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Jon Stewart is headed back to our TV sets.
As part of an expansive, multiyear deal with Apple, the Emmy-drenched former writer, producer and host of The Daily Show is set to front an all-new current affairs series for the streaming service. The show, which will run for multiple seasons, puts Stewart back in the anchor’s chair as he explores a host of topics at the center of both the national conversation and his own advocacy work.
The still-untitled show, which will feature hourlong, single-subject episodes, will be executive produced by Stewart through his company Busboy Productions. In his role as EP, he’ll be joined by his longtime manager James Dixon and former HBO chief Richard Plepler, who via his EDEN Productions also has a rich deal at Apple. A showrunner for the forthcoming series, for which Apple is expected to offer a companion podcast, has yet to be named.
For Apple, nabbing Stewart’s Daily Show follow-up is a major coup. In his nearly two decades as host of the Comedy Central series, he earned 20 Emmys – including 10 consecutive outstanding variety series wins – and almost single-handedly redefined political satire in American culture. Though Stewart’s new entry won’t have a nightly or even weekly cadence, it’s poised to thrust Apple TV+ into the national dialogue in a richer way. In that effort, it joins another timely interviews series, The Oprah Conversation, at the streamer.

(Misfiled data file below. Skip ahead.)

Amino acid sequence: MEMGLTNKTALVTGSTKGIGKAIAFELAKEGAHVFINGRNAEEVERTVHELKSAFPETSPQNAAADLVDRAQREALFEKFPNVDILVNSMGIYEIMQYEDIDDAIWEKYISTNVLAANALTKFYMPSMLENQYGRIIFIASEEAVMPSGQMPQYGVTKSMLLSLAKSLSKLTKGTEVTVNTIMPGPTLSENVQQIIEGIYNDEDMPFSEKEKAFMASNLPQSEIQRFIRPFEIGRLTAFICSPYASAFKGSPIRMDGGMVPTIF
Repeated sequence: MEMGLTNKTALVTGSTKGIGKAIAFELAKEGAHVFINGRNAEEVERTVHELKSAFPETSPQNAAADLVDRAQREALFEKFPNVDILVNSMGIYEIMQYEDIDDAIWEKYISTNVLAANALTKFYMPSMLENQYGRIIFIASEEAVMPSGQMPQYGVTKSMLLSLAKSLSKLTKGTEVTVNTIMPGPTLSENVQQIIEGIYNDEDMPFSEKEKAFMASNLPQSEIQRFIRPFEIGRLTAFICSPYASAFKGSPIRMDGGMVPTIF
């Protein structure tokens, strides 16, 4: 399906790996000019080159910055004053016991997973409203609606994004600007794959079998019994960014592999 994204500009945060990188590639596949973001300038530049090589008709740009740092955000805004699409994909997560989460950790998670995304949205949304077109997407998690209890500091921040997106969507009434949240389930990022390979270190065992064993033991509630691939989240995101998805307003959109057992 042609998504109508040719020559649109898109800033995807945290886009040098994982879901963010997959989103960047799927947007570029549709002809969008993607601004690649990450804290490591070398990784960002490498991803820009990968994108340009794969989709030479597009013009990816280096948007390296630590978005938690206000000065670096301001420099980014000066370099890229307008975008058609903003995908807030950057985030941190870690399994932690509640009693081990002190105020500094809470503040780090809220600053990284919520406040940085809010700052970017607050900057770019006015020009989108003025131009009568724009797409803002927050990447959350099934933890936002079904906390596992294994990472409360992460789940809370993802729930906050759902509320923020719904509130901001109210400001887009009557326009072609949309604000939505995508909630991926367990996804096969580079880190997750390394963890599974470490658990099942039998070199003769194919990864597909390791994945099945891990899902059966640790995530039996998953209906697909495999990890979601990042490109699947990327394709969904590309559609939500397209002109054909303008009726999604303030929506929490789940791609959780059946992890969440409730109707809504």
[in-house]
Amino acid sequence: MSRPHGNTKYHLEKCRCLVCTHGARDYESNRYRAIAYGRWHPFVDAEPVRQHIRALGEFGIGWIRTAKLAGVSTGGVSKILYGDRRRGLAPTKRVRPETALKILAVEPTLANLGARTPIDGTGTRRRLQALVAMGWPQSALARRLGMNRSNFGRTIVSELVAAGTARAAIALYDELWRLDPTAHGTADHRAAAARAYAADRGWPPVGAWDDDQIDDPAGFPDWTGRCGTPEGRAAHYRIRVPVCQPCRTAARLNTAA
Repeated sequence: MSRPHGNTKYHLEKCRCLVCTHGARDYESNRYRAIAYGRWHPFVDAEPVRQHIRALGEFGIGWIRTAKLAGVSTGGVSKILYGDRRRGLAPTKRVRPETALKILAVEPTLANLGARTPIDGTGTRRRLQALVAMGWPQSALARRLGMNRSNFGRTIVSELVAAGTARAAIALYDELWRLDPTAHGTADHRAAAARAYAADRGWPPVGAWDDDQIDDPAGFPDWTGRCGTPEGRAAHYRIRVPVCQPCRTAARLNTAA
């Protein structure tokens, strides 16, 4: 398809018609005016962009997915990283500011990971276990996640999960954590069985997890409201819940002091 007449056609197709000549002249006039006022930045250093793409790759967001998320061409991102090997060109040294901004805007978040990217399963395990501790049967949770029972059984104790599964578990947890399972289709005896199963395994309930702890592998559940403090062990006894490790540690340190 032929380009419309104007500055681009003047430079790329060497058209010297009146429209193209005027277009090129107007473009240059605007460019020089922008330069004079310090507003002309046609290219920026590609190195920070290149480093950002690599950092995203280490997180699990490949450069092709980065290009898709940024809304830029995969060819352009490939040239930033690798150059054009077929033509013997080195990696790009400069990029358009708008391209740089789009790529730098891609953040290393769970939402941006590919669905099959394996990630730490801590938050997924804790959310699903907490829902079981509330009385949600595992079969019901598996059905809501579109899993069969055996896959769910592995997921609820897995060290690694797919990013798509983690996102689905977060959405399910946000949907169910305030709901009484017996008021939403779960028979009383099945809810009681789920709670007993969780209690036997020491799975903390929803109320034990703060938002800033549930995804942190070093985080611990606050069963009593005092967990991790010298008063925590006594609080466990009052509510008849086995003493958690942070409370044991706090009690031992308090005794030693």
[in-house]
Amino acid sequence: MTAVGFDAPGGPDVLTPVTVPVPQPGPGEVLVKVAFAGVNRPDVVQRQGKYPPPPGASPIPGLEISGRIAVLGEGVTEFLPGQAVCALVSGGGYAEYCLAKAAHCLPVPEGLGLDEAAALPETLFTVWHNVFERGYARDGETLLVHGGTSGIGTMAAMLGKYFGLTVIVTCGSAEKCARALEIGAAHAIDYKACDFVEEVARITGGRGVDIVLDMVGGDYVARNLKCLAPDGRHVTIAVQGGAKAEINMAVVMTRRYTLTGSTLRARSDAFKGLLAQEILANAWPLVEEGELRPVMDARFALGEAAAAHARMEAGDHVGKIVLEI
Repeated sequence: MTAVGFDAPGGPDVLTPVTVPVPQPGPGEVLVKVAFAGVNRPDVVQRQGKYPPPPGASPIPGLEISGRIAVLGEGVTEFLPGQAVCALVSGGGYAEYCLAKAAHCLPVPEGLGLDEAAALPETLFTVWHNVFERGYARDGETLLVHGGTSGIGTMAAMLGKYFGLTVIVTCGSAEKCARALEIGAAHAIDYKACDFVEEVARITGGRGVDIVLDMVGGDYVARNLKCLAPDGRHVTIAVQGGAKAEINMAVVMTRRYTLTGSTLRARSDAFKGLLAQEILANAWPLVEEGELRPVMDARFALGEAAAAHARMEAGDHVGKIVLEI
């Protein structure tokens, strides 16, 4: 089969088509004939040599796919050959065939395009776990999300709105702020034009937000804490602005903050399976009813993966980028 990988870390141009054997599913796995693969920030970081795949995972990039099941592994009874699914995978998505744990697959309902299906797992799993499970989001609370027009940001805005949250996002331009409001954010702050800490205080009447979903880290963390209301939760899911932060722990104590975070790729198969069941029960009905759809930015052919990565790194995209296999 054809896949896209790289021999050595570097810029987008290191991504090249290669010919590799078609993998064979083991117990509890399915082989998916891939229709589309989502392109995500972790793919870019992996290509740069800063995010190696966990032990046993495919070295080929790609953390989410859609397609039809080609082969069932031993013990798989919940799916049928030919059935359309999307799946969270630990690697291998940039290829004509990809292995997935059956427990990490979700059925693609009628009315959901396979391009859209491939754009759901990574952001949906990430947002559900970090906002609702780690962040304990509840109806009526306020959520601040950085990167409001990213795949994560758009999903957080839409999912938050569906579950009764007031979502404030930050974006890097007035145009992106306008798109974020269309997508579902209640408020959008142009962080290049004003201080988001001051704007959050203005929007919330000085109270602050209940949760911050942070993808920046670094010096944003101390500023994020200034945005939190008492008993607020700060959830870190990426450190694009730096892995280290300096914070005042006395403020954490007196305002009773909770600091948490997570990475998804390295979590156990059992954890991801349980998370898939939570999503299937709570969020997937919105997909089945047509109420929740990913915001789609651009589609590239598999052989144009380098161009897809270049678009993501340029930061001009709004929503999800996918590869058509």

Also part of the pact: Stewart and his Busboy Productions will have a first-look deal for other projects to be developed and produced for Apple. To date, Stewart’s resume includes producing credits on The Colbert Report, which he co-created with host Stephen Colbert, and CBS’ The Late Show with Stephen Colbert, as well as on a pair of films: Rosewater (2014) and 2020’s Irresistible, starring Daily Show vet Steve Carell, both which he directed as well.
Since Stewart’s much-ballyhooed Daily Show sign-0ff in 2015, he has kept a relatively low profile, save the occasional PR appearance for a new project or for his advocacy work on behalf of 9/11 first responders and the country’s wounded veterans. And until recently, he had had a long-term production deal at HBO, where he had a first-look deal and was quietly prepping a timely, animated shortform series, which he and HBO ultimately pulled the plug on for technical reasons. While sources say HBO made a play for Stewart’s latest on-air foray, the latter ultimately landed at Apple, where it’s expected to begin rolling out next year.
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